The Dr. George Levitine Collection consists of more than 2,000 volumes belonging to the late Dr. Levitine, a distinguished scholar of art history and founding chair of the Department of Art History at the University of Maryland. This collection is the generous gift of Eda Levitine, Dr. Levitine's wife. While the Art Library is the primary beneficiary of this gift, the Rare Books department received several hundred works dating from the 16th to the 19th centuries.
This collection is open for research.
Photocopies of original materials may be provided for a fee and at the discretion of the curator. Please see our Duplication of Materials policy for more information. Queries regarding publication rights and copyright status of materials within this collection should be directed to the appropriate curator.
The Dr. George Levitine Collection consists of more than 2,000 volumes belonging to the late Dr. Levitine, a distinguished scholar of art history and founding chair of the Department of Art History at the University of Maryland. While the Art Library is the primary beneficiary of this gift, the Rare Books department received several hundred works dating from the 16th to the 19th centuries. These materials can be found by searching by title, author, or the phrase "George Levitine Collection" in the UMD Libraries' online catalog.
Emblematic devices and their significance were a major area of research for Dr. Levitine, and his collection of early works on iconography became the centerpiece in his impressive library. The Levitine Collection is also rich in titles, mostly from France in the eighteenth and nineteenth centuries, concerning art, artists, cultural analysis, and the discussion of matters of taste and esthetics. These books are a valuable addition to the University of Maryland Libraries' already strong holdings in French art, history, literature, drama, and music.
George Levitine (1916-1989), Professor Emeritus and former Head of the Art Department at the University of Maryland, Chevalier de l'ordre des arts et des lettres, member of the Institute for Advanced Study (1977-78), was a scholar, teacher, and humanist.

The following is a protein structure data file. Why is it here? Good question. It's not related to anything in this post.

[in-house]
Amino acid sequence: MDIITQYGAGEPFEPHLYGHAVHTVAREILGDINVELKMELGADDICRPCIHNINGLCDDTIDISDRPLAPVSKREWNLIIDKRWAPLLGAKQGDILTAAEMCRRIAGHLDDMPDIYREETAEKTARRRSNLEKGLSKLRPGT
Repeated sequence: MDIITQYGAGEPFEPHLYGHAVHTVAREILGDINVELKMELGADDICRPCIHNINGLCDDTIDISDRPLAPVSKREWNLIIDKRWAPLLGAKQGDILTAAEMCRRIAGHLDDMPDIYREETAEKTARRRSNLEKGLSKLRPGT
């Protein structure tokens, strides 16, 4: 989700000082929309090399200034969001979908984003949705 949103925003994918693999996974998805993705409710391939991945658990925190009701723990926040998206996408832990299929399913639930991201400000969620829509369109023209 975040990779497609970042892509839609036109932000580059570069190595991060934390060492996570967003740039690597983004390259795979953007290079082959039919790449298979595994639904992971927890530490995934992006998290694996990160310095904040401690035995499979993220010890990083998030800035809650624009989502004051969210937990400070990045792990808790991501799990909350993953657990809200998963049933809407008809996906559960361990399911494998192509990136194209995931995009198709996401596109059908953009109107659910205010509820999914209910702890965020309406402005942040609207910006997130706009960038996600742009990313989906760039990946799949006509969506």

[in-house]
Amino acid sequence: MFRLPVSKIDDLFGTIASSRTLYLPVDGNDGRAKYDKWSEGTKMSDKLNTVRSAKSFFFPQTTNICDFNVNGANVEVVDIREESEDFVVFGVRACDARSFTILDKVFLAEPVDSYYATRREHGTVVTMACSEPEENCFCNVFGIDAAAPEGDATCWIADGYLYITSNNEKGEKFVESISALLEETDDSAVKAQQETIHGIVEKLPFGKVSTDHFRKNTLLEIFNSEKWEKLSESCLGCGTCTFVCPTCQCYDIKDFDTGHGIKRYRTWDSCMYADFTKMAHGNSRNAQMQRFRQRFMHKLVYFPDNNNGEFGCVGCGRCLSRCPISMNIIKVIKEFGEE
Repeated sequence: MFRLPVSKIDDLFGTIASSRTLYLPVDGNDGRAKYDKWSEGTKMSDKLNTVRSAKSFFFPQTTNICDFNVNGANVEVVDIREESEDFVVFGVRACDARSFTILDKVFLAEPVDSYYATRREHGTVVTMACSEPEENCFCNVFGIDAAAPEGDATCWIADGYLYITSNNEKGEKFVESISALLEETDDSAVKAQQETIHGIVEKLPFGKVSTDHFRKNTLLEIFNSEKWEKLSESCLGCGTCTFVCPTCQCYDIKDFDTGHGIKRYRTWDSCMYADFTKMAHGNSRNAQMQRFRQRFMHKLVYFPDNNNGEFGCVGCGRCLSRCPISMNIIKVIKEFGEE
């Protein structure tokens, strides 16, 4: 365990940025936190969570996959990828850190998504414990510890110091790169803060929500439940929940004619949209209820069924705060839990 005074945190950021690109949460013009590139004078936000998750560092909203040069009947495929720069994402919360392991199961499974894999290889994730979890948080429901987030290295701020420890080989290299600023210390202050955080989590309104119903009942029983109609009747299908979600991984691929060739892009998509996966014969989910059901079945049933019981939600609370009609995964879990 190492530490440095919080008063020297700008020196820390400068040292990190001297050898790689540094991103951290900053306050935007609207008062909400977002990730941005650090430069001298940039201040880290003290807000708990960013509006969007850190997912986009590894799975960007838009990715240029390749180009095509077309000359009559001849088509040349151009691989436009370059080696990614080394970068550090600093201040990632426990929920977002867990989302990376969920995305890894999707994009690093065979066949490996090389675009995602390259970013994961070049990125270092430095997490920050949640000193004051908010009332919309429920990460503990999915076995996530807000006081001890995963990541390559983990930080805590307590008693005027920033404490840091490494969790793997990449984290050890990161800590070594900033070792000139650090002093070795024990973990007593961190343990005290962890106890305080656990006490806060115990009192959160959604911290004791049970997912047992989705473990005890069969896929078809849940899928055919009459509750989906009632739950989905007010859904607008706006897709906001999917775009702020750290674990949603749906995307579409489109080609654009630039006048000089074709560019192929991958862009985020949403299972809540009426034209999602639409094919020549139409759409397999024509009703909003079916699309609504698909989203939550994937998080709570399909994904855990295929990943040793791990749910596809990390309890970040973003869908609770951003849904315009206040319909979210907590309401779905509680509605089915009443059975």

He was born in Kharkow, Ukraine, in 1916. Due to the Russian Revolution, in 1924 his family immigrated to France. He received a Baccalauréat degree from the Lycée Louis-le-Grand in Paris in 1936 and a P.C.B. (pre-med) at the Université de Paris in 1938. After completing his first year at the Ecole de Médecine, his studies were interrupted by World War II.
After serving in the French army and the American army (OSS), he resumed his studies in the United States. He received a M.A. in Art History from Boston University in 1946 and a Ph.D. in Art History from Harvard University in 1952. Dr. Levitine taught at Boston University from 1948 to 1964 and also served on the faculty of the Harvard Extension Program from 1957 to 1964.
In 1964, Dr. Levitine joined the University of Maryland as a full professor and Head of the Art Department, a department of three or four which grew to thirty seven faculty members during his tenure. Under Dr. Levitine's leadership, the University of Maryland's art history and art programs gained national recognition.
Retiring as Head of the department in 1978 to devote time to research and teaching, he taught until being named Professor Emeritus and Director of Academic Program Development with European Academic Institutions by the university in 1986.
Dr. Levitine's publications include numerous articles on Goya, emblems, and French art from the sixteenth to the nineteenth century. He gained a reputation as an authority on eighteenth-century French art. In 1987 he organized and edited the papers of a monumental symposium "Culture and Revolution: Cultural Ramifications of the French Revolution."
Emblematic devices and their significance were a major area of research for Dr. Levitine, and in 1987 the University sponsored a symposium, chaired by Marie Spiro and Doug Farquhar and entitled "The Protean Life of Emblems after the Sixteenth Century," in his honor. Papers from this symposium appeared in an issue of Emblematica dedicated to him.
At the time of his death in 1989, the University of Maryland established the George Levitine Art History Endowment to support research and study by faculty and students. The keynote speech at the annual Middle Atlantic Symposium in the History of Art has also been named in his honor.
Note: This biographical note was taken from the Art and Architecture Library website
Organized as two series:
George Levitine's wife, Eda Levitine, donated this collection to the University of Maryland Libraries in 2002.